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Talisman is a logicless streaming templating system and language for Node.js, created by Digital Design Labs.


npm install talismanjs --save

Streams FTW

Streams are awesome, and so Talisman is built to be used as a streaming template system. This means Talisman renders templates to a stream, which you can then pipe to a writable stream, like process.stdout or http.ServerResponse.

Why Streaming?

Templating systems will often wait to compute last byte of a page before sending the first one. This manifests for users as a blank white screen, while they wait for our application to query the database and perform other required IO, before generating HTML for the page.

By contrast, Talisman sends as much data as it can as soon as it can; so the user gets something up on their screen quickly. This improves the perceived performance of your application, and also means their browser can start fetching external resources sooner. This reduces overall page load time, as JavaScript, CSS, and images can be downloaded on the client in parallel with the database work being done on the server.


Talisman uses a simple syntax, based around two concepts: blocks and variables.


Talisman allows you to define variable placeholders which will be later populated with data. They are enclosed by {{double}} {{curly}} {{braces}}. Variables can be strings, streams, Buffers, or Promises for any of these.

// This will output:
// Hello World!
const view = await talisman.createFromString("Hello {{name}}!");
view.set({name: "World"}).toStream().pipe(process.stdout);

Variables are automatically HTML escaped before they are displayed. You can request a variable be displayed raw by using a triple-brace instead of a double-brace, e.g. {{{varName}}}.

// This will output:
// Your name is <strong>World</strong>.
// The markup was &lt;strong>World&lt;/strong>.
const view = await talisman.createFromString("Your name is {{{name}}}.\nThe markup was {{name}}.");
view.set({name: "<strong>World</strong>"}).toStream().pipe(process.stdout);


A block defines a section of template text. Blocks can used as loops (by assigning iterators to them); as condtionals (by removing them when some condition is met) or simply as a way of defining a scope. A block is inherently none of these; its behaviour depends on how you treat it. Like HTML, blocks may nest, but may not overlap.

// This will output:
// <h1>Shopping List<h1>
// <ul>
// <li>Celery</li>
// <li>Apples</li>
// <li>Walnuts</li>
// <li>Grapes</li>
// </ul>
const template = "<h1>Shopping List</h1>\n<ul>\n"
    + "{#row}<li>{{item}}</li>\n{/row}"
    + "{#norows}<li>I think we're just out of waldorfs...</li>\n{/norows}"
    + "</ul>";

const data = [
    {item: "Celery"},
    {item: "Apples"},
    {item: "Walnuts"},
    {item: "Grapes"}

const view = await talisman.createFromString(template);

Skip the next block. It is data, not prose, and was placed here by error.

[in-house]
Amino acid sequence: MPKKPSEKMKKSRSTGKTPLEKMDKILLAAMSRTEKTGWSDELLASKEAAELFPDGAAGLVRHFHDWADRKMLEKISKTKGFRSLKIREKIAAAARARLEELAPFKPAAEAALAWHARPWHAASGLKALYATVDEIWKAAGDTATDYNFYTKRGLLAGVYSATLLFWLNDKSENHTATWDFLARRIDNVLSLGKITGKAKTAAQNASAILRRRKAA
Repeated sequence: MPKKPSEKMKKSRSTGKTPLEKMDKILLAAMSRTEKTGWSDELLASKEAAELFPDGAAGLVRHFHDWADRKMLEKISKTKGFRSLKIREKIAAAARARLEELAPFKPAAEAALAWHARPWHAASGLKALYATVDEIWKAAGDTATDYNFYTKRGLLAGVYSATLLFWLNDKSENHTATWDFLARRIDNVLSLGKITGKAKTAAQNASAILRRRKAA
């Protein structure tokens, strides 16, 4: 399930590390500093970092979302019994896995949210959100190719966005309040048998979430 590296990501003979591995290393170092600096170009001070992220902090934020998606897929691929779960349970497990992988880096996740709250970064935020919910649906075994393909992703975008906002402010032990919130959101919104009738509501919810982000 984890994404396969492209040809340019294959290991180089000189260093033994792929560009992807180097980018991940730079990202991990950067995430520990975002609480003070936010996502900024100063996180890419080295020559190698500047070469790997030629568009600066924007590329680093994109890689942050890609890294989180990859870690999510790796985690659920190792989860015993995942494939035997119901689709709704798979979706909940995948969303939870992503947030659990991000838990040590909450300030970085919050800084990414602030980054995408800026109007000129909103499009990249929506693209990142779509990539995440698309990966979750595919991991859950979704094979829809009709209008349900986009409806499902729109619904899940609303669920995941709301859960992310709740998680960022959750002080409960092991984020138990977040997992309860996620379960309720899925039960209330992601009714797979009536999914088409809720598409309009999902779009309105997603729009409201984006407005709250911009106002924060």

if (data.length > 0) {
    view.remove("norows").setIterator(data, "row");
} else {


Other Markers

There are two other markers supported, though you are unlikely to need to use them.

  • {/* */} defines a comment. Anything placed between these markers will be removed by Talisman during rendering.
  • {{CDATA[ ]}} defines a block of non-template text. Anything between the square brackets will be ignored by Talisman, and rendered as-is.


Variables can have masks applied to them. Masks are small synchronous functions which transform the content in some way during rendering.

// This will output:
// <h1>Price List<h1>
// <ul>
// <li>Celery: $1.00</li>
// <li>Apples: $1.50</li>
// <li>Walnuts: $1.25</li>
// <li>Grapes: $0.75</li>
// </ul>
const template = "<h1>Price List</h1>\n<ul>\n"
    + "{#row}<li>{{item}}: {{price|format}}</li>\n{/row}"
    + "</ul>";

const data = [
    {item: "Celery", price: 1},
    {item: "Apples", price: 1.5},
    {item: "Walnuts", price: 1.25},
    {item: "Grapes", price: .75}

const view = await talisman.createFromString(template);
view.addMask("format", n => "$" + n.toFixed(2)).setIterator(data, "row");

Masks may also be chained, e.g. {{name|parseAsMarkdown|lowercase}}

Loading templates from files

In the examples so far, we have used createFromString(), but usually you would load templates files from disk.

const view = await talisman.create("template.html");

You can also load templates into variables on another templates.

<!doctype html>
<!-- main.html -->
<!-- article.html -->
<h2>Posted: {{date|dateFormat}}</h2>
const view = await talisman.create("main.html");

// Second argument tells talisman which variable this content replaces
await view.load("article.html", "content");

view.set({pageTitle: "Talisman is awesome!"})
    .set({date:, bodyContent: article.body}, "content")
    .addMask("dateFormat", dt => new Date(dt).toISOString())
    .addMask("makeParagraphs", text => "<p>" + text.replace(/\n/g, "</p>\n<p>") + "</p>\n")

This would render:

<!doctype html>
<!-- main.html -->
<title>Talisman is awesome!</title>
<!-- article.html -->
<h1>Talisman is awesome!</h1>
<h2>Posted: 2016-06-20T10:23:00.000Z</h2>
<p>My article body</p>
<p>Has multiple lines</p>


Simple Demos

git clone
cd talisman
npm i
npm run demo console

There is also a browser-based demo

npm run demo browser


Published under the MIT License.


A logicless streaming templating system and language for Node.js




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